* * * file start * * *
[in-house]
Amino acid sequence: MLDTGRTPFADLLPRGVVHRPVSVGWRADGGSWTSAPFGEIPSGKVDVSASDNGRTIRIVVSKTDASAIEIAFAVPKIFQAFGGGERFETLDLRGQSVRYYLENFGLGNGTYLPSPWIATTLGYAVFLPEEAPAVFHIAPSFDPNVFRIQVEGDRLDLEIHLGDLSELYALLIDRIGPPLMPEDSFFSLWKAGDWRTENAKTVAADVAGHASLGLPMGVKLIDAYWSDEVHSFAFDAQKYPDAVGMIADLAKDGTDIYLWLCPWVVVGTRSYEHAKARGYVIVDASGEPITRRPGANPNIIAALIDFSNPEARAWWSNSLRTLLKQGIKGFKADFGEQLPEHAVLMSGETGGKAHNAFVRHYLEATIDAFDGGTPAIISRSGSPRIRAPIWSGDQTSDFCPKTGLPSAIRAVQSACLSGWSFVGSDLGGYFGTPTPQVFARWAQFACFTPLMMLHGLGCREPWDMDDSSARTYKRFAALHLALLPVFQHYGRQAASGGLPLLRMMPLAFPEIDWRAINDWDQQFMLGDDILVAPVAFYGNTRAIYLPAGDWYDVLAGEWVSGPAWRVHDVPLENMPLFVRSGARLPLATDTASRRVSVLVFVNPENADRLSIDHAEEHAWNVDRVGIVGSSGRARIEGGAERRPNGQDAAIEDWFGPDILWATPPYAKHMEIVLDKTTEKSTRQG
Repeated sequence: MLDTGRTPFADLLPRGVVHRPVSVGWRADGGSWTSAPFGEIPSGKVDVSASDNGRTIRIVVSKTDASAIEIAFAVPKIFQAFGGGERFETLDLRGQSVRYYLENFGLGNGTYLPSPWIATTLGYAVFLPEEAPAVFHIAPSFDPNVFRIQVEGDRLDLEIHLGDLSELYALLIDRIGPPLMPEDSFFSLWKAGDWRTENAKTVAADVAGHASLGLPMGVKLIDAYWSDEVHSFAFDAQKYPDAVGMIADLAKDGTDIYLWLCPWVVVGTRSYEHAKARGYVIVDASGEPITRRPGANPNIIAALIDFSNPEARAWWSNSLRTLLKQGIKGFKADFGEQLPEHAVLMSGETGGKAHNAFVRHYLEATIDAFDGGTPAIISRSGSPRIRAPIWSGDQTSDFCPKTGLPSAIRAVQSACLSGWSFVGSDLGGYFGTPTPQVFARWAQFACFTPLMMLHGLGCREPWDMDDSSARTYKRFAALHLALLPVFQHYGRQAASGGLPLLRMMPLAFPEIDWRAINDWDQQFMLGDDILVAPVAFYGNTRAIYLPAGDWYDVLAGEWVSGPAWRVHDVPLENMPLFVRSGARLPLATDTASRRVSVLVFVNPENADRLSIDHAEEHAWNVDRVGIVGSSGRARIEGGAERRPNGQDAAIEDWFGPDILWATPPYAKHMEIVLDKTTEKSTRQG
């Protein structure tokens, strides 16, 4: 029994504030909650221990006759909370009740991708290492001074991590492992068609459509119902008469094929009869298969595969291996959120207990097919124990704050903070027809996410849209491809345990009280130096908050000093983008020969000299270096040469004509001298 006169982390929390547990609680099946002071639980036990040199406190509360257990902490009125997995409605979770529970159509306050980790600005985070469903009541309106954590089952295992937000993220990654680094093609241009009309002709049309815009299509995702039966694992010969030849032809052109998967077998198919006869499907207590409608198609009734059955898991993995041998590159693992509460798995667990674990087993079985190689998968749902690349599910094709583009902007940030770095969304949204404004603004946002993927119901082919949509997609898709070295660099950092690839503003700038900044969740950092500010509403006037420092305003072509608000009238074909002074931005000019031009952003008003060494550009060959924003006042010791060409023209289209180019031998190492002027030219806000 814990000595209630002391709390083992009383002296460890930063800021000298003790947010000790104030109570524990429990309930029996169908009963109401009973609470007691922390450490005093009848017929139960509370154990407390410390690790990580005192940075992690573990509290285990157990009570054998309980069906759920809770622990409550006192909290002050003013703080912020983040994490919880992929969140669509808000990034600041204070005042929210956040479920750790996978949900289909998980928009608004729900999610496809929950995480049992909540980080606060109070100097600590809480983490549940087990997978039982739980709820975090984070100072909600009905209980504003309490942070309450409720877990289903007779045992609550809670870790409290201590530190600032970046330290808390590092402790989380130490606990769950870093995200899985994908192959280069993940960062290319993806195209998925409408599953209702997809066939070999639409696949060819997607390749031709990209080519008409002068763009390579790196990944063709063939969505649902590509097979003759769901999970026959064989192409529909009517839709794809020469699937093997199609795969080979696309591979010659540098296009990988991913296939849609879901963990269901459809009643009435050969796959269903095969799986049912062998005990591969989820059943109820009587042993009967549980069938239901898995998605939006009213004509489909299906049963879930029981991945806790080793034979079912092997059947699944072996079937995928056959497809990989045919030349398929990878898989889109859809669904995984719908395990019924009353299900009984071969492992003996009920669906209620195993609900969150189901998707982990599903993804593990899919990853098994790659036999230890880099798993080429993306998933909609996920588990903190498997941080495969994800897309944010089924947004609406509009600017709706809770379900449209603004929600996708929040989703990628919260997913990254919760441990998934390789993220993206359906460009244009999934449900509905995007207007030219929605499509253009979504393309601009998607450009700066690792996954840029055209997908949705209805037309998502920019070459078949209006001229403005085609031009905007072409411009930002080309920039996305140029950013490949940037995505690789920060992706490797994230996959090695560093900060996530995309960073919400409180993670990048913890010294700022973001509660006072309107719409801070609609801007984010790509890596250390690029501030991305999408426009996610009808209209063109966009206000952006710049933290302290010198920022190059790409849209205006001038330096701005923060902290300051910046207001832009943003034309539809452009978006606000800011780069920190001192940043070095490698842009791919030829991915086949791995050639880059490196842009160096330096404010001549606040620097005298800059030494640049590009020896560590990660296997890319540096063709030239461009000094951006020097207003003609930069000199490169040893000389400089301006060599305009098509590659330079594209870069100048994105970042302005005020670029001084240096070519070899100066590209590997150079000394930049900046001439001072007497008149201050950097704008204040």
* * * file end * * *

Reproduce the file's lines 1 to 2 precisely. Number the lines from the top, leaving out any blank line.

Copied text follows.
[in-house]
Amino acid sequence: MLDTGRTPFADLLPRGVVHRPVSVGWRADGGSWTSAPFGEIPSGKVDVSASDNGRTIRIVVSKTDASAIEIAFAVPKIFQAFGGGERFETLDLRGQSVRYYLENFGLGNGTYLPSPWIATTLGYAVFLPEEAPAVFHIAPSFDPNVFRIQVEGDRLDLEIHLGDLSELYALLIDRIGPPLMPEDSFFSLWKAGDWRTENAKTVAADVAGHASLGLPMGVKLIDAYWSDEVHSFAFDAQKYPDAVGMIADLAKDGTDIYLWLCPWVVVGTRSYEHAKARGYVIVDASGEPITRRPGANPNIIAALIDFSNPEARAWWSNSLRTLLKQGIKGFKADFGEQLPEHAVLMSGETGGKAHNAFVRHYLEATIDAFDGGTPAIISRSGSPRIRAPIWSGDQTSDFCPKTGLPSAIRAVQSACLSGWSFVGSDLGGYFGTPTPQVFARWAQFACFTPLMMLHGLGCREPWDMDDSSARTYKRFAALHLALLPVFQHYGRQAASGGLPLLRMMPLAFPEIDWRAINDWDQQFMLGDDILVAPVAFYGNTRAIYLPAGDWYDVLAGEWVSGPAWRVHDVPLENMPLFVRSGARLPLATDTASRRVSVLVFVNPENADRLSIDHAEEHAWNVDRVGIVGSSGRARIEGGAERRPNGQDAAIEDWFGPDILWATPPYAKHMEIVLDKTTEKSTRQG